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The school offers a junior program for students aged between 12-15 years and a senior vocational program for students aged between 15-18 years. Typically the programs run for six to twelve months, after which time students are supported through a transition period when they return to their former mainstream school, other appropriate setting or vocational pathway.


A key indicator of the success of the school has been the level of student attendance in our programs. In the last twelve months attendance is averaged at over 80%. This figure includes students who have not previously attended a school for many years and other students whose attendance in mainstream schooling was less than 50%.


The school community continues its commitment to support students as they make better choices and changes to their lives that enhance them as individuals. Each student at the school has faced different problems and circumstances that have influenced their experience of school, their learning capabilities and their emotional and physical health. Students who have suffered trauma or drug and alcohol abuse, depression and anxiety find school very difficult and challenging. We have continued to provide a safe and encouraging place of learning for all these students in the regional community.

“Doxa lets me be myself and they don’t judge.”

“Doxa listens to what  I want and helps me achieve it.”

Case Study

Ed is a 15 year old boy who presents significant behavioural, emotional and social issues. His family come from a low socio-economic background and he has experienced significant physical violence. Prior to coming to Doxa he had transitioned through four schools due to relocation, eviction and the breakdown of the family unit. He has used marijuana since he was 11 years old after being introduced to it by a family member.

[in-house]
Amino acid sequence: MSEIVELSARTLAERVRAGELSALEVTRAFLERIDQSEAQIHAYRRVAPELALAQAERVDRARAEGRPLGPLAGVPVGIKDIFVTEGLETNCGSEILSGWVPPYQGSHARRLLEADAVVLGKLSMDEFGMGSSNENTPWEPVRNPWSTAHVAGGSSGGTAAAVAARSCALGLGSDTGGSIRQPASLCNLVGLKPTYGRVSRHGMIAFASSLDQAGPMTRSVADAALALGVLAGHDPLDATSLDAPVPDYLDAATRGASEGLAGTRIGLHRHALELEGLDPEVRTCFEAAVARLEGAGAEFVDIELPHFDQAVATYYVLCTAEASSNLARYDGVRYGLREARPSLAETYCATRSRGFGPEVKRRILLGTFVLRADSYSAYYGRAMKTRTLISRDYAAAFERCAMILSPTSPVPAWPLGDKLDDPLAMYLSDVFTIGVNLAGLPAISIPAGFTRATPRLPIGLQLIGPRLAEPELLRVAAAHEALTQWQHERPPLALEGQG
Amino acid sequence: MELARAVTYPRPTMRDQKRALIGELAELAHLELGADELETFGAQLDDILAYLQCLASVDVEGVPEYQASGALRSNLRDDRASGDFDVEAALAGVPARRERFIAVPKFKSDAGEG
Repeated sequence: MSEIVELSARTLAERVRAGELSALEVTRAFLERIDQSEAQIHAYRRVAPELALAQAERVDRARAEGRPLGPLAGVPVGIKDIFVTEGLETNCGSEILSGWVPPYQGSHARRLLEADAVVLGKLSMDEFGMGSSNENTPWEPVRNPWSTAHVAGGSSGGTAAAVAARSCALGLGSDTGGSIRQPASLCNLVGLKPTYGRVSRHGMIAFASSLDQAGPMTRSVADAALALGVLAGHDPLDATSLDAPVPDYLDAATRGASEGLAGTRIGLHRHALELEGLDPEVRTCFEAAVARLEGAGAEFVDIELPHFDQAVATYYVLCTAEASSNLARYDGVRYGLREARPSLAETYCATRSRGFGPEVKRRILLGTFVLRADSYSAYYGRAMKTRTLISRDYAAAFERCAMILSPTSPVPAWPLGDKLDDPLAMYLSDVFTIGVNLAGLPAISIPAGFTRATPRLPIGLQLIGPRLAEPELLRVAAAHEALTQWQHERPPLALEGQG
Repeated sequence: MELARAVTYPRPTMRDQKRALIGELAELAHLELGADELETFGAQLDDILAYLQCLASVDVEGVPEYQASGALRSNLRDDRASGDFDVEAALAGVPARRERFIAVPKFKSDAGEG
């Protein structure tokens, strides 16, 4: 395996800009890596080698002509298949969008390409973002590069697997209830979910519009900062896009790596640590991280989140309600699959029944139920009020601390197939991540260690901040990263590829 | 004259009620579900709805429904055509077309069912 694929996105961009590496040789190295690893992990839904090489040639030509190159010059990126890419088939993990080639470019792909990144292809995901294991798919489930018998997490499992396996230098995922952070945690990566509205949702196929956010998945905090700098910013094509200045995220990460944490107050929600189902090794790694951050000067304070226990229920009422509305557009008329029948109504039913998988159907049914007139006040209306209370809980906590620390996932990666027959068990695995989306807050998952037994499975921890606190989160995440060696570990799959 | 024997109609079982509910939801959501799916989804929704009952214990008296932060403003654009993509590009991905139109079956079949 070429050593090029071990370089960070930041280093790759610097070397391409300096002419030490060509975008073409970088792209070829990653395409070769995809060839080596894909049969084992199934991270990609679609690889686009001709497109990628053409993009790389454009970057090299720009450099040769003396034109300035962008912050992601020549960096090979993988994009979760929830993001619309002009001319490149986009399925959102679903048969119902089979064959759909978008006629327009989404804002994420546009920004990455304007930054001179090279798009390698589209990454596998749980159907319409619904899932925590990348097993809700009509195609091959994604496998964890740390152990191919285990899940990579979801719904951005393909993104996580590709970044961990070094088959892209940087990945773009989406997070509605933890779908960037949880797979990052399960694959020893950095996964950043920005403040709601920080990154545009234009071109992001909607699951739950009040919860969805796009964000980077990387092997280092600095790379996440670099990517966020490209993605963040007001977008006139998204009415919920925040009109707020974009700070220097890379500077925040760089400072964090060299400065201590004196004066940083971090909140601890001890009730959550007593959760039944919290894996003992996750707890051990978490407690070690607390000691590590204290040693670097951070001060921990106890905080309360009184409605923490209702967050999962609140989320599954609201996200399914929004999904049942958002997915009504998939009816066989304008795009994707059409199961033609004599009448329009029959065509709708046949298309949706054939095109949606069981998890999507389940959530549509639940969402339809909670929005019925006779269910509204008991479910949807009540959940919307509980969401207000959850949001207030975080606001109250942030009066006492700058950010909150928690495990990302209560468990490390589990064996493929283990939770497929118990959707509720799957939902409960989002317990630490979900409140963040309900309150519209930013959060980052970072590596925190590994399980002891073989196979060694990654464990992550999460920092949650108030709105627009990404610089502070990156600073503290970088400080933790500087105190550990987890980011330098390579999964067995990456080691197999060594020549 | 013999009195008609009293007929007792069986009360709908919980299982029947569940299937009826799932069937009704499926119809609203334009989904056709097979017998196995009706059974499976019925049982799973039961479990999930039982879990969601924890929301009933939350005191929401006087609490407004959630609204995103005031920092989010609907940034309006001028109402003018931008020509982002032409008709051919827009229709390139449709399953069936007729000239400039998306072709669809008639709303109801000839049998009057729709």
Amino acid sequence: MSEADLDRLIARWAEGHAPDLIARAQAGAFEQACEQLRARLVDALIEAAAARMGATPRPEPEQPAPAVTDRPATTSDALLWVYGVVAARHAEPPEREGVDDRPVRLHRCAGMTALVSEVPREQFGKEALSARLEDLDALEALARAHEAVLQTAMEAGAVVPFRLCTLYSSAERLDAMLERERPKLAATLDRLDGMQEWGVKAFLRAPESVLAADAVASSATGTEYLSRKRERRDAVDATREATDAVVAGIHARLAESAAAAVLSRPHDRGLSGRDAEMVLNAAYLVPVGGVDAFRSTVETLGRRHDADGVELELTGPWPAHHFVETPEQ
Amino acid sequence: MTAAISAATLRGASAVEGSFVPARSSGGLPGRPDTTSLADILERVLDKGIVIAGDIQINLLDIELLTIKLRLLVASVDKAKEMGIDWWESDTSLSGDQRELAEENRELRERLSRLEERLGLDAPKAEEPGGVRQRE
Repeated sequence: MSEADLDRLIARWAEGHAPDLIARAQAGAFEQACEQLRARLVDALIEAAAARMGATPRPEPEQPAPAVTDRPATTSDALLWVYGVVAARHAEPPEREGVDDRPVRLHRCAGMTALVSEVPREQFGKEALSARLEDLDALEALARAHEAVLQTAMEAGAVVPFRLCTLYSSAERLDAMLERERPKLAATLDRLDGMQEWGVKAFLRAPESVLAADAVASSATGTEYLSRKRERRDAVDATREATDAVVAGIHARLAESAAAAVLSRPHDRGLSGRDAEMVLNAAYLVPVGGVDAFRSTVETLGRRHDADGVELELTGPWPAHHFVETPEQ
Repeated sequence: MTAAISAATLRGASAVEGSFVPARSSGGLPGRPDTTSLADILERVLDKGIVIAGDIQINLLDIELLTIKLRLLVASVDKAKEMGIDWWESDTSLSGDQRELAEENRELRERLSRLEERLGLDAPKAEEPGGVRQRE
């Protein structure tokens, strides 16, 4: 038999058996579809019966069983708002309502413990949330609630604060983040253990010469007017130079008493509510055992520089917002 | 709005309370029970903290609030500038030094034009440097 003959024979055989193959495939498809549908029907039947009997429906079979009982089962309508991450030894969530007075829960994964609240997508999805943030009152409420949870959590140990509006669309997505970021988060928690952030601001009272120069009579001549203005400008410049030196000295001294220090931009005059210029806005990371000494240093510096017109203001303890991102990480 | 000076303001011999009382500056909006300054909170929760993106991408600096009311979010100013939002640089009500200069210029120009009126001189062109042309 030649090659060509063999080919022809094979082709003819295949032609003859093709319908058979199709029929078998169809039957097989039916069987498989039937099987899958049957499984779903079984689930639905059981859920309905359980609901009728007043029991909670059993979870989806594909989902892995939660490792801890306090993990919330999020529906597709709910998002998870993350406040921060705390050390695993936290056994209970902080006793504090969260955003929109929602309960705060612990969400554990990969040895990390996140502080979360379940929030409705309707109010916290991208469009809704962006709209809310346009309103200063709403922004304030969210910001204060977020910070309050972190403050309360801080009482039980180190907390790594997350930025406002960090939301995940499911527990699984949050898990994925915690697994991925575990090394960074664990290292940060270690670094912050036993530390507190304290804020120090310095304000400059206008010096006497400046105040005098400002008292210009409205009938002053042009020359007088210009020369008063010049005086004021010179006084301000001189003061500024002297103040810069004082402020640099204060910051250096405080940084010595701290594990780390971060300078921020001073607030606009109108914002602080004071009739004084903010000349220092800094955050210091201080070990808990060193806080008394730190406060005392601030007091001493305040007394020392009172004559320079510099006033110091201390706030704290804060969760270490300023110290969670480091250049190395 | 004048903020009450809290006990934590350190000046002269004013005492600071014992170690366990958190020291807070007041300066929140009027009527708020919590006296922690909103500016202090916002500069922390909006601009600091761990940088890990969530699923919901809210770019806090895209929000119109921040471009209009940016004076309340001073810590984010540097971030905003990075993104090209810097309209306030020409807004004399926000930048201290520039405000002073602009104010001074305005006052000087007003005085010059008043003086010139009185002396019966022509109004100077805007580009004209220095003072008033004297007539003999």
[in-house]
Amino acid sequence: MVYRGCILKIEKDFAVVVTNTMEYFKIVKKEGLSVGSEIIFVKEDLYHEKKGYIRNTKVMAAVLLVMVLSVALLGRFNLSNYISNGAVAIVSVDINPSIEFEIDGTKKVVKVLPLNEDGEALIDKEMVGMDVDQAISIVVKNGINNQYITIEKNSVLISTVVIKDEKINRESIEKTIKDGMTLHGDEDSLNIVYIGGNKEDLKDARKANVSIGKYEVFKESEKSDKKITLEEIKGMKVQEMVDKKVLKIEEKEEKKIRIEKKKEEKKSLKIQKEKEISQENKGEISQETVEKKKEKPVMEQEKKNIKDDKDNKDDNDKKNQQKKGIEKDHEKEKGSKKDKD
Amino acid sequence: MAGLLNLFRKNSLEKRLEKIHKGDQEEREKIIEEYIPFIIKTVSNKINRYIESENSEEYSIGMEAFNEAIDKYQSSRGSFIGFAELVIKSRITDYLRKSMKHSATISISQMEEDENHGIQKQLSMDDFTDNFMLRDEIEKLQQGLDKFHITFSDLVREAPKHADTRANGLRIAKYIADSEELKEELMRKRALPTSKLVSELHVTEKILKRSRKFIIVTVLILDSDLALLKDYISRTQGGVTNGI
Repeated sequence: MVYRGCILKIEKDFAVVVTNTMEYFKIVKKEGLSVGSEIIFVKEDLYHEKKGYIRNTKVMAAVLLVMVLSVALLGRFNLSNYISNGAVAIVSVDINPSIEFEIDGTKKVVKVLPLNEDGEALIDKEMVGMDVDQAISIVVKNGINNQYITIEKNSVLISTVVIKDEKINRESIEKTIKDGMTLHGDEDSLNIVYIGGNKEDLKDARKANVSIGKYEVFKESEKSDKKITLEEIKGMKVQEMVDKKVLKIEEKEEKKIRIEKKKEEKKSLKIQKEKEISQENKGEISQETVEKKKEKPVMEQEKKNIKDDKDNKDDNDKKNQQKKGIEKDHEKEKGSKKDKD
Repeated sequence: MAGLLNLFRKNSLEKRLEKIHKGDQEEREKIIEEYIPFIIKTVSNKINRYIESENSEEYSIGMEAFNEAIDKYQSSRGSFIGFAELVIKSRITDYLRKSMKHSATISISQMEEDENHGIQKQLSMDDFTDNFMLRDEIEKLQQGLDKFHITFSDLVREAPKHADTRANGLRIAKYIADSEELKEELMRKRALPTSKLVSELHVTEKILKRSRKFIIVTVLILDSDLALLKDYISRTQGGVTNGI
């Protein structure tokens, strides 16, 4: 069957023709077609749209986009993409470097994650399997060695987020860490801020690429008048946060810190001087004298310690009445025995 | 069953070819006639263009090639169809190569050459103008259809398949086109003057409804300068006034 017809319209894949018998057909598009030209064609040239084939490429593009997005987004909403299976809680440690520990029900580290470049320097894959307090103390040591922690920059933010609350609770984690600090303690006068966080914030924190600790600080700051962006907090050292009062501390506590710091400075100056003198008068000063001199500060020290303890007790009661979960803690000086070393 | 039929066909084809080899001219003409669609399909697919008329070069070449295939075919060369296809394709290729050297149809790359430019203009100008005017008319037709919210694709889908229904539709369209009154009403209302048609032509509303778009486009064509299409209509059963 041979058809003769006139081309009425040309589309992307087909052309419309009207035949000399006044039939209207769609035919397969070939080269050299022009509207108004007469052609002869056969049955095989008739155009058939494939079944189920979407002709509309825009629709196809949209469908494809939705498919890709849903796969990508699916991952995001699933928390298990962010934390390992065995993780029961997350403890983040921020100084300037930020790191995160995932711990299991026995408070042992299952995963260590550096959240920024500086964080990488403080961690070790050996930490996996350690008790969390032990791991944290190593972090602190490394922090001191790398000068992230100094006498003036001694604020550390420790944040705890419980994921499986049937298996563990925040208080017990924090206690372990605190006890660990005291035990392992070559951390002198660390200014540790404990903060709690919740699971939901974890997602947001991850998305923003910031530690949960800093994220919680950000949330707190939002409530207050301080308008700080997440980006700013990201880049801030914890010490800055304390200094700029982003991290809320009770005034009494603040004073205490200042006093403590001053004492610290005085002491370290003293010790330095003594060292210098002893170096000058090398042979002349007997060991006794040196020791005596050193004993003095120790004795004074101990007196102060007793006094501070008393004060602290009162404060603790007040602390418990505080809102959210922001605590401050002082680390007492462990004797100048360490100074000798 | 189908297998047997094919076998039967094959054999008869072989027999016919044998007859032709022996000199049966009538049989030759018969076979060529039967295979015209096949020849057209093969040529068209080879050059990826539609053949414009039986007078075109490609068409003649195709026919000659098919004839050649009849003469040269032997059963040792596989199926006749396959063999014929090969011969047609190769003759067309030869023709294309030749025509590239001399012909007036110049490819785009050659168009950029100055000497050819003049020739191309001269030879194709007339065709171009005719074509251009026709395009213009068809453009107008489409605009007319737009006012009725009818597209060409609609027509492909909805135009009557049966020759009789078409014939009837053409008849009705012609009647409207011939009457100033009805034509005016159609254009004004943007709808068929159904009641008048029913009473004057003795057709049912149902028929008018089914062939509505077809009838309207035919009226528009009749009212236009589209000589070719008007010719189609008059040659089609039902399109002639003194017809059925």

Ed had refused to attend school and spent a large percentage of his time socialising with older people who participated in anti-social behaviour, along with considerable police involvement. He had a limited connection with his peers at the school where he was enrolled, primarily due to the lack of attendance. This lack of connection also extended to the broader school community and significantly impacted upon his ability to learn.
With support from youth work outreach staff at Doxa he is working on his underlying issues that drive his need to use illicit substances. He is starting to talk about the piece inside him that is "damaged” and his desire to seek help to mend it. He knows his traumatic past can’t be taken away and that it is now part of who he is, however he doesn't want it to control his future life choices. He wants to take control.
Over his past six months at Doxa Ed has learned that the school is a safe environment for him to slowly take control of his life. Having one class teacher, clear expectations and boundaries, he has thrived in the classroom. Academically he has achieved and has positively engaged in his learning process. His family is also connected to the school and is involved in the development and ongoing monitoring of his Independent Learning Plan.
With the support of youth work outreach staff, the future is becoming clearer for Ed – he will be supported as he continues on his learning journey. Ed is working towards getting an apprenticeship in the building industry and to do this he would like to continue his involvement with Doxa and transition into VCAL at the Doxa School Bendigo next year.